News

Advanced Search

Rough Prices to Remain Flat in 2012 Says BMO

Jun 11, 2012 6:13 AM   By Dilipp S Nag
Comment Comment Email Email Print Print Facebook Facebook Twitter Twitter Share Share
RAPAPORT... Rough diamond prices are likely to remain flat at current levels in 2012 given near-term ‎economic uncertainty, BMO Capital Markets projected.‎

‎“The 2012 outlook for rough diamond prices appears to be more muted,” said BMO analysts ‎Edward Sterck, Kodees Waran and Venkat Nandyal in a research note. “Ongoing uncertainty ‎related to the euro-zone debt crisis and the sustainability of economic growth in other parts of ‎the world may weigh on sentiment in the rough diamond market.” ‎

Diamond prices do, however, remain at historically elevated levels and should ‎drive profitability for the established producers, the analysts noted. BMO said that its ‎preferred companies are Lucara Diamonds for its near-term production outlook and potential ‎upside, and Mountain Province for its prospective Gahcho Kué development project in Canada.‎

The researchers stated that the mid- to long-term outlook remains positive for the diamond ‎industry due to constrained supply and strong demand growth from emerging markets. BMO ‎projected that rough diamond prices will grow 3 percent in 2013, followed by a 5 percent to 7 ‎percent annual growth thereafter.‎

BMO estimated that rough diamond supply fell 5 percent year on year to 127 million carats in ‎‎2011 due to production declines at De Beers and Rio Tinto’s Argyle mine. Production is ‎expected to rise again as development projects are brought on stream and De Beers catches ‎up with its stripping programs. On current forecasts, BMO expects production to peak at 159 ‎million carats per annum by around 2016 but not to surpass that level.

BMO projected that the ‎rough diamond market will be valued at around $29 billion by 2020, up 53 percent from $19 ‎billion in 2011.‎

Polished Demand

BMO projected that overall demand for polished diamonds will grow between 6 percent and 9 ‎percent to reach more than $33 billion in total market value by 2020.‎

Polished demand from the U.S. -- the biggest market for diamonds -- is expected to remain ‎relatively robust, growing at 3 percent in 2012, before gradually increasing to 5 percent per ‎year by 2015, BMO stated. Leading economic indicators suggest that the U.S. economy is ‎showing steady, if not overwhelming, signs of growth, it noted.‎

BMO’s outlook is slightly less certain in Europe due to ongoing uncertainty regarding the true ‎depth of the euro-zone crisis and its eventual outcome. The researchers forecast polished ‎diamond demand in Europe to shrink by 3 percent in 2012, before returning to 3 percent ‎growth thereafter.‎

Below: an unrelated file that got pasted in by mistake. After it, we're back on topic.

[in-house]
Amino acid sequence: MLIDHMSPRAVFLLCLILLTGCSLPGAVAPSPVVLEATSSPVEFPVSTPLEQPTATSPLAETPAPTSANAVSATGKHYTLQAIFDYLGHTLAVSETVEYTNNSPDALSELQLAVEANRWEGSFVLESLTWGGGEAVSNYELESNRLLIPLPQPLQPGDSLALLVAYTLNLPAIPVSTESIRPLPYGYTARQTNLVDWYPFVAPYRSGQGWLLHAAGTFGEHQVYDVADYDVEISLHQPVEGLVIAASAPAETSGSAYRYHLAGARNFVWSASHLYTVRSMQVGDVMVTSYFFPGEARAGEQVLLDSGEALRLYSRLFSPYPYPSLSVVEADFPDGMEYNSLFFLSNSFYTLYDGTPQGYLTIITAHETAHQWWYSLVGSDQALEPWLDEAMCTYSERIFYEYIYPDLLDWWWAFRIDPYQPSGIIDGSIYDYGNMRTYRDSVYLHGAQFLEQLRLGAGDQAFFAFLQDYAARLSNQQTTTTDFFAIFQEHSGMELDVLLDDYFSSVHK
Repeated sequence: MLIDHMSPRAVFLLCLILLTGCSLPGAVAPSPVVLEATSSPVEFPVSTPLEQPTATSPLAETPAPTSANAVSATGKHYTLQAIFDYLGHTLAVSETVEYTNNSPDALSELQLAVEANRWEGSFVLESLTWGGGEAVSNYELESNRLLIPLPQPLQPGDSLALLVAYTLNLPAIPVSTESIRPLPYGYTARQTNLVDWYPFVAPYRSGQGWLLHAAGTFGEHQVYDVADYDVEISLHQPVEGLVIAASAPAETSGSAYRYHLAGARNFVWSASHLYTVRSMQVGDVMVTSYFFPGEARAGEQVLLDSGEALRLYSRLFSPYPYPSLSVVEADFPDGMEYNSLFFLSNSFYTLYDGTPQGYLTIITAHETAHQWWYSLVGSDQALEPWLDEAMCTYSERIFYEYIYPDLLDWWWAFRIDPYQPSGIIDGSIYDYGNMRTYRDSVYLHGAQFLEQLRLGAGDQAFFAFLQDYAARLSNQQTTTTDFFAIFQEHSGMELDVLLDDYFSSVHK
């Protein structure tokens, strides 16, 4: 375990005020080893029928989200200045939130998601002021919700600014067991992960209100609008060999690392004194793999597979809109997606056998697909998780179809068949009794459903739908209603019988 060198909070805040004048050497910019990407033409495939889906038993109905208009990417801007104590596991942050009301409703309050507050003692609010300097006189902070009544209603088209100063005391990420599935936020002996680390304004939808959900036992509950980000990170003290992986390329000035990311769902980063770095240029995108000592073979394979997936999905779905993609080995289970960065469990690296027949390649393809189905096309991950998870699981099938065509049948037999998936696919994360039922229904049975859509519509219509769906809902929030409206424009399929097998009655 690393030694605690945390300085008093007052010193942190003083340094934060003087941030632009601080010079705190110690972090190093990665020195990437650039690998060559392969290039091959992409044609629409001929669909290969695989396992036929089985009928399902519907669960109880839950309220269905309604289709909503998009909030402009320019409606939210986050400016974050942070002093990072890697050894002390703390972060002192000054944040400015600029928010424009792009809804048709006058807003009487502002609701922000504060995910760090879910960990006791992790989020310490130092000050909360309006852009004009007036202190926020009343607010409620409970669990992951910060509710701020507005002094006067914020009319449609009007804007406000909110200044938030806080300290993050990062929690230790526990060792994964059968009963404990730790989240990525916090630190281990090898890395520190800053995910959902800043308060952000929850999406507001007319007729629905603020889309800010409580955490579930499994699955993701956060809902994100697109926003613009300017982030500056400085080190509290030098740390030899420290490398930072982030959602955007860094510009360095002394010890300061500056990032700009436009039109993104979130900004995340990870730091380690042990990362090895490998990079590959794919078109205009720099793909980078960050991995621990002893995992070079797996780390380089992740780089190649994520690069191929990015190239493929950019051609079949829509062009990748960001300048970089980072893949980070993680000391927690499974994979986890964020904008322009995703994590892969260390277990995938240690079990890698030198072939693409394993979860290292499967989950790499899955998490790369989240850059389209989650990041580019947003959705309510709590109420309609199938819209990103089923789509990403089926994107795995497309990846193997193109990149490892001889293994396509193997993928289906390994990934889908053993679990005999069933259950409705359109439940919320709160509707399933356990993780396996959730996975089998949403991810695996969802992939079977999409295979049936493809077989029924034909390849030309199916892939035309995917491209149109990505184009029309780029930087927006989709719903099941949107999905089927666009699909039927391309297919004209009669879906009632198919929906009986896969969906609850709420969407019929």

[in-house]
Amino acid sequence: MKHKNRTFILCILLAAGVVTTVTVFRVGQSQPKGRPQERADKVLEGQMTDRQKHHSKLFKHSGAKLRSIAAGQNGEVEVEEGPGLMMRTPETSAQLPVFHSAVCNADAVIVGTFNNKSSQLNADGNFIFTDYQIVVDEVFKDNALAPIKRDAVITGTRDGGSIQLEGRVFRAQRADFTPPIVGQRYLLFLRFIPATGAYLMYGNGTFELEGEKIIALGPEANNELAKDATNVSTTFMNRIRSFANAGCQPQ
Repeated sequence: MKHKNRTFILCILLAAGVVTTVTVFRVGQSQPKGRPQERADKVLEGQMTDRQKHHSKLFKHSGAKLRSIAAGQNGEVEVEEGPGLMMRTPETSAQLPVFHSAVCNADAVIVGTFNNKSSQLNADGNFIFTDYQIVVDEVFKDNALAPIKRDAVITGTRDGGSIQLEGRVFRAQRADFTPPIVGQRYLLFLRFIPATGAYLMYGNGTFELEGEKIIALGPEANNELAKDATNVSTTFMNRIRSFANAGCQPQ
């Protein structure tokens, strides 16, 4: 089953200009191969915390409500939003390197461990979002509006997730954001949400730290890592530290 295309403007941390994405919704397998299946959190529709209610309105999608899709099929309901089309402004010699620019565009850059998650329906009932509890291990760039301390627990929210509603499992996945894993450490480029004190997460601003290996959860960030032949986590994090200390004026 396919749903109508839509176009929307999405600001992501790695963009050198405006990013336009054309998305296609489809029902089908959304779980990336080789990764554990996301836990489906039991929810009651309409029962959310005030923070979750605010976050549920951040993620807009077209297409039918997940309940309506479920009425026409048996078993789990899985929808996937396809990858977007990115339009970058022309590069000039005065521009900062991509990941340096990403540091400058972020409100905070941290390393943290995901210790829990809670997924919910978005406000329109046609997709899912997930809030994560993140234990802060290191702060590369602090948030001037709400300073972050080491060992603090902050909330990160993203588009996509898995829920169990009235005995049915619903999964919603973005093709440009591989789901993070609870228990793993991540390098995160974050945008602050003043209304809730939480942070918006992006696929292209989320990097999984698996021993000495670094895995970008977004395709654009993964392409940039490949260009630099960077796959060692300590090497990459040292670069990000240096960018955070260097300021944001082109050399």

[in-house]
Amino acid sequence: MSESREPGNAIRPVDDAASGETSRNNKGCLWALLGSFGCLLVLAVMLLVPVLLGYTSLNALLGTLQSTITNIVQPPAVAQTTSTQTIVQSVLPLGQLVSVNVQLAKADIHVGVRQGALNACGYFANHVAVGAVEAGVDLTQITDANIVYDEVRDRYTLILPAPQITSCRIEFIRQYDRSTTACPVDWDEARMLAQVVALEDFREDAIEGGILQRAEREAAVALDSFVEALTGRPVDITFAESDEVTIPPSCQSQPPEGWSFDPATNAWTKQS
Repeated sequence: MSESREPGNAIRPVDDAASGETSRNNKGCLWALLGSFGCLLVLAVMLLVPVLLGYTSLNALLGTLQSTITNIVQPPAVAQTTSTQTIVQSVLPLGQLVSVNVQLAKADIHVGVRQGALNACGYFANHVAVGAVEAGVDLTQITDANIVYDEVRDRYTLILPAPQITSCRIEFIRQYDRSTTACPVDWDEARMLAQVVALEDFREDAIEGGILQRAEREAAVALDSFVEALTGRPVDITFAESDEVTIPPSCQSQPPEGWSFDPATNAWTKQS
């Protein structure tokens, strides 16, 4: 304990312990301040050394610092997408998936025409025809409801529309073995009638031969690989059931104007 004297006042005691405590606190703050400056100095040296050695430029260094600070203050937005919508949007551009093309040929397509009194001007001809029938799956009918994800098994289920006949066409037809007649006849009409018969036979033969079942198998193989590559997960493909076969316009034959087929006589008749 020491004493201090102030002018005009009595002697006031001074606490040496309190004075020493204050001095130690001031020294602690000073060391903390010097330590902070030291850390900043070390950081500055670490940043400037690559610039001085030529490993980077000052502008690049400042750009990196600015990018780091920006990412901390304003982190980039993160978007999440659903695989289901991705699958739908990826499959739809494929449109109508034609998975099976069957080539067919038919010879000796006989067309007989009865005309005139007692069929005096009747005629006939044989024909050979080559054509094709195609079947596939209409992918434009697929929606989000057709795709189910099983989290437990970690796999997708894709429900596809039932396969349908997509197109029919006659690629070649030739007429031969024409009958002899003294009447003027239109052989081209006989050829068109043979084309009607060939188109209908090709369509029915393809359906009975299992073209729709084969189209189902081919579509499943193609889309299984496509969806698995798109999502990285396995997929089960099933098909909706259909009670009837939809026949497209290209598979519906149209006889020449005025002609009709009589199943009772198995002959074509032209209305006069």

The researchers noted that polished demand in Japan has remained surprisingly strong, ‎despite the 2011 earthquake. However, Japan’s economic growth remains relatively ‎muted and could face headwinds due to power shortages this summer if nuclear reactors are ‎not restarted. BMO expects Japan’s polished demand to grow 2 percent in 2012, falling to 1 ‎percent in 2013 and thereafter at 2 percent to 3 percent annually.‎

BMO stressed however that demand would be driven by emerging economies, especially ‎China and India, where increasing personal wealth is translating into aspirations for diamond ‎ownership.‎

The researchers projected that India’s polished demand will grow by 6 percent in 2012 before ‎remaining close to 10 percent per year thereafter. They added that polished demand from ‎China appears more sustainable than in India. BMO expects growth in China to be maintained ‎at 20 percent in 2012 but to retreat to 13 percent annually thereafter.‎

Demand growth from other developing nations is expected to range between 5 percent and 9 ‎percent per annum going forward.‎

Comment Comment Email Email Print Print Facebook Facebook Twitter Twitter Share Share
Tags: asia, BMO, China, De Beers, demand, Dilipp S Nag, economic, Europe, Eurozone, India, Japan, Lucara Diamonds, mountain province, polished, Rapaport, Rio Tinto, rough, supply, US
Similar Articles
Similar Videos
Factors Affecting Rough Diamond Prices
Sep 16, 2013
Rough diamond prices have increased between 6 percent and 13 percent...
varda Varda Shine Discusses... de beers sorting De Beers YTD Sight... varda shine Shine: Market Fundamentals...
Comments: (1)  Add comment Add Comment
Arrange Comments Last to First
Jun 13, 2012 12:56AM    By Swaroop Biswas
Really insightful report Dilip. The current economic situation is quite nicely analysed and extrapolated over time.
Twitter Add Comment
© Copyright 1978-2014 by Martin Rapaport. All rights reserved. Index®, RapNet®, Rapaport®, PriceGrid™, Diamonds.Net™, and JNS®; are TradeMarks of Martin Rapaport.
While the information presented is from sources we believe reliable, we do not guarantee the accuracy or validity of any information presented by Rapaport or the views expressed by users of our internet service.